When Rolex introduced the Datejust in 1945, it was their first watch to feature an automatically changing date. This is a feature most of us take for granted now, but at the time it was a creature comfort greatly appreciated by Rolex consumers. The Datejust is one of Rolex’s oldest models still coming off the line today and for good reason (it isn’t the automatic date). The Datejust’s design is simple and elegant. Baton hands and markers adorn the dial and create a simple look that can fit almost any occasion. It was a sports watch before sports watches were a thing.
It is easy to see why many brands adopt baton hands and markers and use the Datejust as an inspiration for their own watches. The Datejust has stuck around so long for good reason. Halios used baton hands and markers and created one the most popular dive watches from any microbrand. The latest entry into the Datejust’s classic baton hands and marker set is the Traska Commuter. Traska is taking something classic and putting their own DNA into it. A Rolex Datejust costs well over 10 times what the Commuter costs but as you will see in this review, Traska has made a watch that does not feel 10 times cheaper.
On the Wrist
There are a few things you need to make a sports watch a great watch and number one is wearability. It needs to be comfortable for all-day wear regardless of the situation. Whether you are slipping it under the cuff of your dress shirt, going for a run in the park, or chasing after your kids, it cannot get in the way. This differs slightly from other tool watches such as dive watches, where their form may come second to function. With a watch like the Commuter, function follows form but not by much. They go hand-in-hand.
The Commuter is able to accomplish this because of its fantastic spec sheet. The watch comes in at 36.5mm wide, a 44mm lug-to-lug, and 10mm thick. I can hear those with larger wrists screaming at this review that this is too small. This may be the case for those with Hulk-sized wrists but I’d wager that for the majority of people, this watch is going to look just right. I often feel that 36mm watches look a bit small on my own wrist, but the dial proportions make the Commuter feel a little larger than it is. If you are fine with 38-40mm watches (with or without bezels), the Commuter should fit you just fine.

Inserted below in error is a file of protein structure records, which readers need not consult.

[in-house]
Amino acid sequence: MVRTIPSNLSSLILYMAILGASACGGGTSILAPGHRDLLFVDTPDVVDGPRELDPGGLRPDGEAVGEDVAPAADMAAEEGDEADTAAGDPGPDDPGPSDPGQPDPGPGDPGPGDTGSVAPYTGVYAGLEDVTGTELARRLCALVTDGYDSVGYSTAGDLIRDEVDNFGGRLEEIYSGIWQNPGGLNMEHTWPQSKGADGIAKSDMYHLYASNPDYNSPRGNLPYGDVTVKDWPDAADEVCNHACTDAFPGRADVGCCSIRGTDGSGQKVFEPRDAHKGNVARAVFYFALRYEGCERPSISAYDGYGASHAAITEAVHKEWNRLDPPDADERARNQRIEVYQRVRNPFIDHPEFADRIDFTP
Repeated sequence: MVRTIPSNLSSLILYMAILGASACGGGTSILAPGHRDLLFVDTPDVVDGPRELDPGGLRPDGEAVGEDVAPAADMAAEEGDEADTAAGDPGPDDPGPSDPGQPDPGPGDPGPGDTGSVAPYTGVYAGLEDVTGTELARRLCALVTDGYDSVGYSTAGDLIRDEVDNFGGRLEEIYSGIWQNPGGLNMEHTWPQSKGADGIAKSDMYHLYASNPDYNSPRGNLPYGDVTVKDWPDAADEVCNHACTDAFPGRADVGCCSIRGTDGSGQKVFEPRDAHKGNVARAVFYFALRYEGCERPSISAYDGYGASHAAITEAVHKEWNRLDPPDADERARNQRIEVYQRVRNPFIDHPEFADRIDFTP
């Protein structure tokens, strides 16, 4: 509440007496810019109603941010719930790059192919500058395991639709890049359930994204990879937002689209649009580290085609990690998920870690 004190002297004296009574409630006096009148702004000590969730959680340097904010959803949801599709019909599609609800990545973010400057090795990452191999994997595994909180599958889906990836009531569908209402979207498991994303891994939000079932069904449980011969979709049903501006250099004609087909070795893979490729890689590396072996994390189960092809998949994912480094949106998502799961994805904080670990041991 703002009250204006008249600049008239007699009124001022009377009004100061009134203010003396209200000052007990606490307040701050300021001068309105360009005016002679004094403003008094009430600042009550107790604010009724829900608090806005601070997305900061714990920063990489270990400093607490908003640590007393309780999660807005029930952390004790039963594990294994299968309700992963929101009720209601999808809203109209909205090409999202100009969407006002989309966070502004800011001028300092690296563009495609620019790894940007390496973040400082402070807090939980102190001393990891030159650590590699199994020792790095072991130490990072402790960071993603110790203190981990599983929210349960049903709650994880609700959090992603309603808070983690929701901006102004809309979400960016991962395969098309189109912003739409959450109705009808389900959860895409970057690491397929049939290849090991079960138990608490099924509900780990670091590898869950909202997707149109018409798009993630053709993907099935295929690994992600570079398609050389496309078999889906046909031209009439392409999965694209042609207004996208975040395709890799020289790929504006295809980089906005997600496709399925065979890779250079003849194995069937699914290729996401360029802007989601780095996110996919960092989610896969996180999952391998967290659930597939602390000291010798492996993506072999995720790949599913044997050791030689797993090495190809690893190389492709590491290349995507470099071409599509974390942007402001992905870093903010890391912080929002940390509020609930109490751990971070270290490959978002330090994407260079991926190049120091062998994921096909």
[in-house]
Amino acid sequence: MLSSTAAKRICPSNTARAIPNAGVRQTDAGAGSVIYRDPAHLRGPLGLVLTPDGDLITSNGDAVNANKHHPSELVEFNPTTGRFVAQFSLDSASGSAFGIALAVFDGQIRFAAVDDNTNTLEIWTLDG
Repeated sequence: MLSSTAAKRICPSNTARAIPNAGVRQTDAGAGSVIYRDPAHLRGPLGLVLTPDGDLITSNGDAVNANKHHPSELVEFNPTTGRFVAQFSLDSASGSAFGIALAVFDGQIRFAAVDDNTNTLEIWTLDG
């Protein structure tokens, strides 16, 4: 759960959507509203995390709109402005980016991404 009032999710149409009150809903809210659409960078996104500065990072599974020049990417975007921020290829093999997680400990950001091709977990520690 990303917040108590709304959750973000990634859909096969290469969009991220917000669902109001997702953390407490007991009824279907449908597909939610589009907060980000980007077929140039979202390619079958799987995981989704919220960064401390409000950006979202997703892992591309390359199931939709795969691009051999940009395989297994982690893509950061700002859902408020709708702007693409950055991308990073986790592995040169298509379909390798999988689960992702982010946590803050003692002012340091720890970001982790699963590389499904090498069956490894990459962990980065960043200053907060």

One great thing about 36mm watches is the look afforded to the wearer. More of the bracelet is visible on the wearer’s wrist and gives the watch a cleaner look. It is part of the reason that lug-to-lug is more important than case width. The Seiko SKX is a prime example of how a short lug-to-lug can make a watch look great on the wrist.
One of the benefits of using baton hands and markers on the Commuter is that they are about as legible as a watch can get outside of digital watches. There is nothing obstructing the view of the markers which makes it easy to read the time at a quick glance. The only issue you may run into is that the polished hands can disappear into the white dial sometimes, but I didn’t find this to be a pervasive problem. The other dial colors (black and green) would not have this effect at all.
Traska Commuter Video Review
As stated in the beginning of the review, the Commuter’s dial is clean, simple, and elegant. Traska has executed the classic baton marker and handset look perfectly. There are ways to bungle this look by making the hands and makers too narrow, wide, long, or short. The proportions are all spot-on. The hour hand falls just short of the markers and the minute hand extends just beyond them. It ensures the hands are easily identifiable and finishes off the clean look.
The handset used is more than just simple batons. The hands are multi-faceted and angle down slightly on each side. This gives the hands a little more definition than if they were flat.